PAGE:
The Department of Biology at the University of Texas (UT) at Arlington (http://www.uta.edu/biology/) invites applications for a tenured or tenure-track faculty position in Microbiology at the level of Assistant or Associate Professor. Research areas of interest include, but are not limited to, microbial pathogenesis and physiology, antibiotic resistance, microbial genetics, host-microbe interactions, and the impact of microbes on climate change.
Situated within the Dallas-Fort Worth Metroplex area, UT Arlington is a diverse academic community of students working together with faculty committed to outstanding teaching, research, and scholarship. With a global enrollment of approximately 60,000 students, The University of Texas at Arlington is the largest institution in North Texas. It is one of 131 universities nationwide to receive the R-1: Doctoral Universities—Very High Research Activity designation by the Carnegie Classification of Institutions of Higher Education, the definitive list for the top doctoral research universities in the United States. In 2021, UTA received the Texas Tier One designation reserved for the state’s top institutions for academic and research excellence and the Higher Education Excellence in Diversity Award (HEED) award for outstanding commitment to diversity, equity and inclusion in higher education. The University ranks No. 1 nationally in the Military Times’ annual “Best for Vets: Colleges” list, is designated as a Hispanic-Serving Institution and an Asian American and Native American Pacific Islander-Serving Institution and has approximately 240,000 alumni making an impact across Texas and beyond.
Department and College/School Information
The Department and University have numerous resources including state-of-the-art research labs, an Animal Care Facility, a Biology Genomics Core Facility, a Center for Human Genomics, an Amphibian and Reptile Diversity Research Center housing specimen and tissue collections, and affiliations with the Botanical Research Institute of Texas (BRIT). The UT Arlington campus also houses the newly established North Texas Genome Center, and the Shimadzu Institute for Research Technologies (a major partnership between UT Arlington and Shimadzu Scientific Instruments) that offers extensive resources for advanced imaging, mass spectrometry, proteomics, and analytical chemistry. The Department also benefits from access to core UT-system genomics and computational resources at UT Southwestern Medical Center and the Texas Advanced Computing Center (TACC) – one of the leading advanced computing centers in the U.S. Excellent opportunities exist at UT Arlington and in the Dallas-Fort Worth Metroplex for collaborations with researchers in microbiology, ecology, evolution, cell biology, genomics, biochemistry, and biomedical sciences.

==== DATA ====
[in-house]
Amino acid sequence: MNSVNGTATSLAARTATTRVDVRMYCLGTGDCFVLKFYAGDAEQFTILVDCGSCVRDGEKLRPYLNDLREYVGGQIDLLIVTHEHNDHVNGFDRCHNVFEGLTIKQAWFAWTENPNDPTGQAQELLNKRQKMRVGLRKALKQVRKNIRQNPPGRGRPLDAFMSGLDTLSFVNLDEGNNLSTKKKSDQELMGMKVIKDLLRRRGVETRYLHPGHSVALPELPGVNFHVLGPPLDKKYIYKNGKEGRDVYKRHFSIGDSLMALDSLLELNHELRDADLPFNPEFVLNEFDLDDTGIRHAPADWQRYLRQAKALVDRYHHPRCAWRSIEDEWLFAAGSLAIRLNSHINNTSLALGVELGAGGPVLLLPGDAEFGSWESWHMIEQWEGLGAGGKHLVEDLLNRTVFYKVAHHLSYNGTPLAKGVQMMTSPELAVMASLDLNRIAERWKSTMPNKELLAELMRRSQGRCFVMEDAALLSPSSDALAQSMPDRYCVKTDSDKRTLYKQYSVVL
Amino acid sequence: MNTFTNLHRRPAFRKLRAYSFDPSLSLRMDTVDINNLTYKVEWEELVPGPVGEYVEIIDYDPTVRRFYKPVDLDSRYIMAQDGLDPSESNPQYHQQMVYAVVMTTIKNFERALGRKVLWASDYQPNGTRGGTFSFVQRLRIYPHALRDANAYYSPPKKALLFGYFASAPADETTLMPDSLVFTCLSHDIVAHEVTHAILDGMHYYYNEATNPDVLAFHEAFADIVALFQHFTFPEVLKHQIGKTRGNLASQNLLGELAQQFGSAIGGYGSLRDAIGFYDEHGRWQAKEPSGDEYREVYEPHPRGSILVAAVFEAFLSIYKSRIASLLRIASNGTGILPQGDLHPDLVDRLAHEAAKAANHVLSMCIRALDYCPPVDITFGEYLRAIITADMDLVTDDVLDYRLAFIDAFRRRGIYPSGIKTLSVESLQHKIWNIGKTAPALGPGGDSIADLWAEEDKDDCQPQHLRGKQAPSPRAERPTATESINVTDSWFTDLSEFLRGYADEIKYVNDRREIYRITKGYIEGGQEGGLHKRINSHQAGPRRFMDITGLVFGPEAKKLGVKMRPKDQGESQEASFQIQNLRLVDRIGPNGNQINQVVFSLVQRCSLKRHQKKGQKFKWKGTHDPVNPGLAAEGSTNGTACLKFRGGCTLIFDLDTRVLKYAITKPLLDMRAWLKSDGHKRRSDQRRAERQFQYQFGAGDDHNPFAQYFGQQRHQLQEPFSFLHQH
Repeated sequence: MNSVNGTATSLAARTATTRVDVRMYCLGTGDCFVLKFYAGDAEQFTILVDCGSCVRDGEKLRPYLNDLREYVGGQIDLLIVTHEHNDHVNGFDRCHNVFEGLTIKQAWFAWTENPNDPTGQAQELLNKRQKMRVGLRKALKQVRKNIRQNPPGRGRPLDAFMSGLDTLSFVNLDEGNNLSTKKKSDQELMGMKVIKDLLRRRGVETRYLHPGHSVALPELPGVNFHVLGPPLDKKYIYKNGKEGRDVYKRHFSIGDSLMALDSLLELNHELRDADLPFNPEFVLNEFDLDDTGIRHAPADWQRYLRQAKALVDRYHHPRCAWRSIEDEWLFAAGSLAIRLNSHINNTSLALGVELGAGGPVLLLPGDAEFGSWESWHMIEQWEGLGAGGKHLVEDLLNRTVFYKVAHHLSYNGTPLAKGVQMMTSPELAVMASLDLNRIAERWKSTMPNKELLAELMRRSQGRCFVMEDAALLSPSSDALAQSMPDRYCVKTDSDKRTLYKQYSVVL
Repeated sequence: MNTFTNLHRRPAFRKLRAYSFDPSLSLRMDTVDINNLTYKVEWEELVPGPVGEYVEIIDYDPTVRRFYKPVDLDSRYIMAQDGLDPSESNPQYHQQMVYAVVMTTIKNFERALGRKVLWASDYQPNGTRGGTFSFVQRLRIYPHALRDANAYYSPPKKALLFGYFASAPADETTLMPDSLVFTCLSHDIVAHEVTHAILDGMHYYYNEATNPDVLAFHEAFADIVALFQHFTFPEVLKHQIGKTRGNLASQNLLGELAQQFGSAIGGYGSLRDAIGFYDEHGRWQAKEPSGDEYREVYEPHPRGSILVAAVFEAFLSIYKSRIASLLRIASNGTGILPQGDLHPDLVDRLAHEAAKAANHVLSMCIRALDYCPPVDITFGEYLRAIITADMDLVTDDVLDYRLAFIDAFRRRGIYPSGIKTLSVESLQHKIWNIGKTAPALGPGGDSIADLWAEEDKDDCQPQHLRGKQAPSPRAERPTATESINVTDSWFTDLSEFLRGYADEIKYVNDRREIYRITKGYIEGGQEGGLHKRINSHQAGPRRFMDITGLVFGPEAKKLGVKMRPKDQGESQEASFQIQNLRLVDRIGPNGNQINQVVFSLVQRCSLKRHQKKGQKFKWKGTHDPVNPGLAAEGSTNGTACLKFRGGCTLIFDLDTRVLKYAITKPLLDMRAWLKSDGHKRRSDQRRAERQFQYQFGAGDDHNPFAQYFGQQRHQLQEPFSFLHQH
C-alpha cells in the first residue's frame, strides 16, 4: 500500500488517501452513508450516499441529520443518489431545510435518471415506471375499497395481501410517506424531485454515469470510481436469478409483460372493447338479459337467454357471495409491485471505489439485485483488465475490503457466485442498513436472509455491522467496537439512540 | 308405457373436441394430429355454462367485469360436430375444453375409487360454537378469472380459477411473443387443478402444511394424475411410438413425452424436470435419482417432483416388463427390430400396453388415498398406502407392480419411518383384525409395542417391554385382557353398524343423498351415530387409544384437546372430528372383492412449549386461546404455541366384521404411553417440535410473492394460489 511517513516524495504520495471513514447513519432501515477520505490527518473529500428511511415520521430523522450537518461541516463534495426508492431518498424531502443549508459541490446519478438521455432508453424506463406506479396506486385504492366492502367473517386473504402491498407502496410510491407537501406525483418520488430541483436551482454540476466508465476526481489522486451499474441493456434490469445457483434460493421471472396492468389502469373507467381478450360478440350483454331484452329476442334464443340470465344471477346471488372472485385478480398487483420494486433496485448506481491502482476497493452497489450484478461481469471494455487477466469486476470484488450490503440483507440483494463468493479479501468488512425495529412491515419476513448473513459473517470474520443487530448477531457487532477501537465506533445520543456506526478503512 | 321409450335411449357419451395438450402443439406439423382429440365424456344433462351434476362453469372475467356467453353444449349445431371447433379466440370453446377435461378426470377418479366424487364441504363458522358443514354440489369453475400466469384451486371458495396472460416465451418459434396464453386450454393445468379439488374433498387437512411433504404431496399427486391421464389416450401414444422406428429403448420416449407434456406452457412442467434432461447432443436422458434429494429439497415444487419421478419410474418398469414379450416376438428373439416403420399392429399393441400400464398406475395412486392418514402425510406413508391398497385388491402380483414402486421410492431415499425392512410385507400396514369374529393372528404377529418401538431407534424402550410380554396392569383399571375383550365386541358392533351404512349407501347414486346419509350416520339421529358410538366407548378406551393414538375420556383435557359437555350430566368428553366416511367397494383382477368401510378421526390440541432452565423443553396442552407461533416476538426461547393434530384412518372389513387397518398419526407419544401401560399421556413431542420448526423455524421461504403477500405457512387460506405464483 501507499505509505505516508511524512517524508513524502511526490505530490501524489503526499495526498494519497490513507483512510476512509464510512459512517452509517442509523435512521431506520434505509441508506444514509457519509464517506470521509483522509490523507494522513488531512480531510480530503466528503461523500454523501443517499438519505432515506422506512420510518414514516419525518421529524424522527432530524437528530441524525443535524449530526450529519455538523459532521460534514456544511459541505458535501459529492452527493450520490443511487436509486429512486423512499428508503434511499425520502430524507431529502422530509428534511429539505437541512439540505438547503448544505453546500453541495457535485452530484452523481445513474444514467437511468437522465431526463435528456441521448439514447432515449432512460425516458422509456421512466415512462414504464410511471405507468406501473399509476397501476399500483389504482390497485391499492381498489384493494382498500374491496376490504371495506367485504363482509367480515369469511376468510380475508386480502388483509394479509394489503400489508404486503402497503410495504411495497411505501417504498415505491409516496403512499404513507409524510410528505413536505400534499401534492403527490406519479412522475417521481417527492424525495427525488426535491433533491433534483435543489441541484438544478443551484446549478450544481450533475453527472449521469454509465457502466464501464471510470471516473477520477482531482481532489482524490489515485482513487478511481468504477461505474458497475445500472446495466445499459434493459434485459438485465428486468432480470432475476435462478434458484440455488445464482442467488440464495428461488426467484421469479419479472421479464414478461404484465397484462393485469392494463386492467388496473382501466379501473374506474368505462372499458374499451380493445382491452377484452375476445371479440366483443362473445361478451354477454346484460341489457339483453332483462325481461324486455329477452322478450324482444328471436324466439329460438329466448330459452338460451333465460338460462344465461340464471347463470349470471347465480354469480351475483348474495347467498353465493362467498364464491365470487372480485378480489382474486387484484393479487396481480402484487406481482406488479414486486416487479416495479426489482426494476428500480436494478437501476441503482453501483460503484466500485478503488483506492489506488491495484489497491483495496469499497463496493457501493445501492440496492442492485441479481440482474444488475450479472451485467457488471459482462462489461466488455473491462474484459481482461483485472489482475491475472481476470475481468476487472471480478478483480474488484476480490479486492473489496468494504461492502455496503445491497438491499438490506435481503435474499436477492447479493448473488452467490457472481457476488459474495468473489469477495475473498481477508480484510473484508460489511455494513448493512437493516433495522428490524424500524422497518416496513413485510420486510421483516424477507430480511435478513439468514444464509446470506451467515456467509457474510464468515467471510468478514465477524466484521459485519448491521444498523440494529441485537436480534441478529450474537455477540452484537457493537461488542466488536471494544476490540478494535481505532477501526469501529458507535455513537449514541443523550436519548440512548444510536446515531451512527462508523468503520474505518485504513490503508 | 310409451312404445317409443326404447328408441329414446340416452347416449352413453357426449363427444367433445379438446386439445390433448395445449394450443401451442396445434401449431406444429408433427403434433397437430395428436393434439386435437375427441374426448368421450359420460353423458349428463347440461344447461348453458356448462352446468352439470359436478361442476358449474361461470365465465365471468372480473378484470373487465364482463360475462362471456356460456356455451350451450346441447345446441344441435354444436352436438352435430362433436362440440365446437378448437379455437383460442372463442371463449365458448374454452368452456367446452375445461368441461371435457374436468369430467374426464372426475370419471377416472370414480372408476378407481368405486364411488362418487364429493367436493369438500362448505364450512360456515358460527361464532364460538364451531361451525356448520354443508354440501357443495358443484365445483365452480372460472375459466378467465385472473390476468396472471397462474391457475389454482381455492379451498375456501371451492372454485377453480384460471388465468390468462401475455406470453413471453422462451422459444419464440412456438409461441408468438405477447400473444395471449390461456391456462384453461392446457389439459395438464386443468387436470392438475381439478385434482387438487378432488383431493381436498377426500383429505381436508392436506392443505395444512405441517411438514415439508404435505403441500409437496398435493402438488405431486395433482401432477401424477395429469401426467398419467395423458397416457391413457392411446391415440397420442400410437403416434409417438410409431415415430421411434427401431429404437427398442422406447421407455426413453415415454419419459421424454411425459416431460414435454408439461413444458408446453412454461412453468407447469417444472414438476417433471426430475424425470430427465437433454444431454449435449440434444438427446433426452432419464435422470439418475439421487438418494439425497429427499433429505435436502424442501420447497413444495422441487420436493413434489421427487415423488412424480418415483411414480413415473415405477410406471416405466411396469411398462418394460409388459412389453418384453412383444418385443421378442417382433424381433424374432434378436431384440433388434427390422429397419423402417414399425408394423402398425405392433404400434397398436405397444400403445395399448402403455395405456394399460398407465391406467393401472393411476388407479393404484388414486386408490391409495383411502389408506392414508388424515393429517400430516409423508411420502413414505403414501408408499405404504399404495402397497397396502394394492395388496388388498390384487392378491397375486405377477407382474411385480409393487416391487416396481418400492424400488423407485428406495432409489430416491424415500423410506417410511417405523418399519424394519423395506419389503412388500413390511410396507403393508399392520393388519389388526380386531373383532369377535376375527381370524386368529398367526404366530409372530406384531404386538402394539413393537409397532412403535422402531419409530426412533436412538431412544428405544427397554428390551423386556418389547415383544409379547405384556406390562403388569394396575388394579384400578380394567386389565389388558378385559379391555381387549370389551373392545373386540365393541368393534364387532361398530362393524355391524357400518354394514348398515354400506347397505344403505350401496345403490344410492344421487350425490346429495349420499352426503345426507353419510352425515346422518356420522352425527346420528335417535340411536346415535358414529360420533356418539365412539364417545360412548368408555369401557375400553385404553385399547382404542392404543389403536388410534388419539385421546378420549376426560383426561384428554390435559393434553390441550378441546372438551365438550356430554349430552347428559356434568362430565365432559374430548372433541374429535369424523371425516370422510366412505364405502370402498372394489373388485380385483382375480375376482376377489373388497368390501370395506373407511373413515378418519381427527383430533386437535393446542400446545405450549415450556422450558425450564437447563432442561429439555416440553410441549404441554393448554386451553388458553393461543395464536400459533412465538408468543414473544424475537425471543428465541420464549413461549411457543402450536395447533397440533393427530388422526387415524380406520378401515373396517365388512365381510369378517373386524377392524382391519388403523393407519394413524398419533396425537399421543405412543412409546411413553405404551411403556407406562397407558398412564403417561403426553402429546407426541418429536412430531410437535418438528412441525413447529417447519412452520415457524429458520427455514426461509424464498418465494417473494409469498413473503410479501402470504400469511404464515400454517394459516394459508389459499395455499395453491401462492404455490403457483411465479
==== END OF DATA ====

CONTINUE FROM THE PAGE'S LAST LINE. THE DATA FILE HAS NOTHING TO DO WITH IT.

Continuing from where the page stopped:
Arlington is a city of nearly 400,000 and is conveniently located in the center of the Dallas-Fort Worth Metroplex. Within a 25-mile radius of the center of Arlington is a workforce of over two million people. The city has 82 public parks, including River Legacy Parks, a 1,300-acre oasis on the Trinity River in the heart of north Arlington. Arlington is the home of the Dallas Cowboys Stadium, the Texas Rangers Ballpark, and Six Flags Over Texas. The Dallas-Fort Worth International Airport, located in Arlington, is the second largest airport in the U.S. More information on the city of Arlington can be found at www.arlington.org.
Successful candidates are expected to demonstrate a commitment to diversity and equity in education through their scholarship, teaching, and/or service as well as a strong commitment to teaching, advising, and mentoring undergraduate and graduate students from diverse backgrounds.
Research areas of interest include, but are not limited to, microbial pathogenesis and physiology, antibiotic resistance, microbial genetics, host-microbe interactions, and the impact of microbes on climate change. Candidates who utilize innovative approaches to investigate important questions at the molecular, cellular, organismal, and systems level, including microbiome research, are particularly attractive.
Successful candidates will have a doctoral degree in a relevant field and will be expected to develop a nationally recognized, extramurally funded research program, as well as teach at the undergraduate and graduate (Master’s and Ph.D.) levels.